This map shows how severe our current drought is, affecting half the nation. The darker areas are the worst, named “Exceptional Drought,” and my part of California is down a notch from that, at “Extreme Drought.” You can see this and four other instructive maps more clearly here: Five Maps of America’s Massive Drought.
We began several months ago in our household to collect water in buckets in the shower, to use for flushing the toilets. We are also letting our lawn die. I didn’t want a lawn anyway; I’d rather have flowers like these below, which I snapped at the library this morning.
They are Matilija Poppies (Romneya), and if you have a big space they can be a good fit – so dramatic and graceful. I tried them once but didn’t really have room. They prefer dry soil.
I don’t remember what these fun blue flowers are, but they were also decorating the parking lot at the library, obviously part of a planned xeriscape. [Thanks to Jeannette for enlightening me in a comment below.]
Over the years we Glads have emphasized drought-tolerant ornamentals in our landscaping and have collected quite a few. Sweet alyssum and Lamb’s Ears are always ready to sprout up and fill spots where thirstier plants languish, so much so that we are constantly cutting them back so that other less invasive plants like this salvia and California poppies can also thrive. California poppies grow all over the bare golden-brown hills in the summer, where where not a drop of rain falls.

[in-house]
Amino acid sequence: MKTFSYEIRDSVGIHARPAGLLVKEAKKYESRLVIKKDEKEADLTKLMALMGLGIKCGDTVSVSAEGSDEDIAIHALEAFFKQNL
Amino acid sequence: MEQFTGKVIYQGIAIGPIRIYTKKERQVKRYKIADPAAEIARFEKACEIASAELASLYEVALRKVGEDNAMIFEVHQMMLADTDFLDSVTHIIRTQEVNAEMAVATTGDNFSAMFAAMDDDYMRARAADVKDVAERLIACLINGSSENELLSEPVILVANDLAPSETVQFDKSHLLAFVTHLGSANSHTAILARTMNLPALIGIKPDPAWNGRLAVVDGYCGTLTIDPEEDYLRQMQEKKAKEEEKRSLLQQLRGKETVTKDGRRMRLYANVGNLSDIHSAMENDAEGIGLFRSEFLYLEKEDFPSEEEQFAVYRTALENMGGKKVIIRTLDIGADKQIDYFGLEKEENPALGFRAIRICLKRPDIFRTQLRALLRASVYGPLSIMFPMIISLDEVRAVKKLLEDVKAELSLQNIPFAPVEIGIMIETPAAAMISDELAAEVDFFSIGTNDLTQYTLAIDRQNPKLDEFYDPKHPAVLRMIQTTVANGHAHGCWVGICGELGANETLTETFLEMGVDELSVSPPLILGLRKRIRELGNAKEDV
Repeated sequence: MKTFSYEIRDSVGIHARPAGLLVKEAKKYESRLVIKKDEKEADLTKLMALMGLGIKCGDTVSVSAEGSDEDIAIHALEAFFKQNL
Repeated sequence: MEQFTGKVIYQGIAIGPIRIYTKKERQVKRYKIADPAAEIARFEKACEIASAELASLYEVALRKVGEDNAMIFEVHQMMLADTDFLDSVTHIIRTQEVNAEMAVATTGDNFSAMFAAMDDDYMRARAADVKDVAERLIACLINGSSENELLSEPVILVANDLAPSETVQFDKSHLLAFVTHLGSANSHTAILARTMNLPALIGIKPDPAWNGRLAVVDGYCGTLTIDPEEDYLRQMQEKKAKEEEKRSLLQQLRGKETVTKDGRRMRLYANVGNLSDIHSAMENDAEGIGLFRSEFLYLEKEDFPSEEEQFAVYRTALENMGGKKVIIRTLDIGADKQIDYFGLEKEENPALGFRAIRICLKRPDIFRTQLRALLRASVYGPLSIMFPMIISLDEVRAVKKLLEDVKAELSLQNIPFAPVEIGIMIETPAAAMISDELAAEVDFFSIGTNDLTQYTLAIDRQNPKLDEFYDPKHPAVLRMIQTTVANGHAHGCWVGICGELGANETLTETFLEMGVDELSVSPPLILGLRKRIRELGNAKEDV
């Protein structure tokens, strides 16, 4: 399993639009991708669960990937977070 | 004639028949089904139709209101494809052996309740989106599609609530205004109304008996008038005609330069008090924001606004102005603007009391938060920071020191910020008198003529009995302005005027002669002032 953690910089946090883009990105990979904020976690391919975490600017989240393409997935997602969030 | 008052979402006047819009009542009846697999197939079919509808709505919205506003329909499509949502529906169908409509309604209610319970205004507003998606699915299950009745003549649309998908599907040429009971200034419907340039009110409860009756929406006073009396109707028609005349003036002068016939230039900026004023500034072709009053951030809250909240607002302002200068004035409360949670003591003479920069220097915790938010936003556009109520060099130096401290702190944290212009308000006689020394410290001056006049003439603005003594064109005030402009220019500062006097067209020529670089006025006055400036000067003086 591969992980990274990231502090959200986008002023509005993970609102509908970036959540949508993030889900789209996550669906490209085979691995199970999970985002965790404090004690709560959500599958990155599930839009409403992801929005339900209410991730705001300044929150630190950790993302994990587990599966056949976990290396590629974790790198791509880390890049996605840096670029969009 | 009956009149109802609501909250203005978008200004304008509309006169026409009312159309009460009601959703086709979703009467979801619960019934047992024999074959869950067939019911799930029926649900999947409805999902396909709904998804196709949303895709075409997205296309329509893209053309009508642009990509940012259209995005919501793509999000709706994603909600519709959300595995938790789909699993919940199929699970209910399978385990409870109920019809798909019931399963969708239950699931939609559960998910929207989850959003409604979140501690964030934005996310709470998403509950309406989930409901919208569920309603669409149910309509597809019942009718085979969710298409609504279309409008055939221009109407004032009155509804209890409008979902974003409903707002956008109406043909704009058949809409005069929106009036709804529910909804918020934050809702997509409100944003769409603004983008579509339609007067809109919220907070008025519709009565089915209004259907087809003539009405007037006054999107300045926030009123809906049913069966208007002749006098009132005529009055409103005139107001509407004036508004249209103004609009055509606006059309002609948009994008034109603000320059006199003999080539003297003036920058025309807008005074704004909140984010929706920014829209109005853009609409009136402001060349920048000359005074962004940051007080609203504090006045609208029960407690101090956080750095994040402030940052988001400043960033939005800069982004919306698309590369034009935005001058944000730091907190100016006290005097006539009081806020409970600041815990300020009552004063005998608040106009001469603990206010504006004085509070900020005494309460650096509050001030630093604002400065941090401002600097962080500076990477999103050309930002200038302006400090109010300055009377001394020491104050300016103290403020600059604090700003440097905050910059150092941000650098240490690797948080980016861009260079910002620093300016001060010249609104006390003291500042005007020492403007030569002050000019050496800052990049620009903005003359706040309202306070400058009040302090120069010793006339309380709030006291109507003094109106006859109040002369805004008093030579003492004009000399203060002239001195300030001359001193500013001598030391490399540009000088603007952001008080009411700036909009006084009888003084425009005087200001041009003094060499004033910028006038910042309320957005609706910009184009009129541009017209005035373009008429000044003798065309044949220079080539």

As I went looking through my pictures for examples of plants that are good choices for the arid West, I discovered more than I remembered, like aloes, rosemary and lavender.
Even the ground morning glory that grew beneath the manzanita for years required little water. The orange-topped succulent is an Aloe Saponaria.
In the front yard my favorite of these plants that thrive in drought is the pink Mexican Evening Primrose. In the middle of summer it doesn’t need water more than once a month, and it never stops blooming from spring through fall.
And in the back, the prize goes to the Mexican Bush Sage (do you notice a theme here?). It likewise has its long spikes of purple for half the year, and makes me happy by the hummingbirds that love to visit it and that I can watch through the window.
I don’t know what lesson to take from all this beauty. So I guess I’ll just take the beauty. And pray for that sake of all the plants that next winter will bring lots of rain.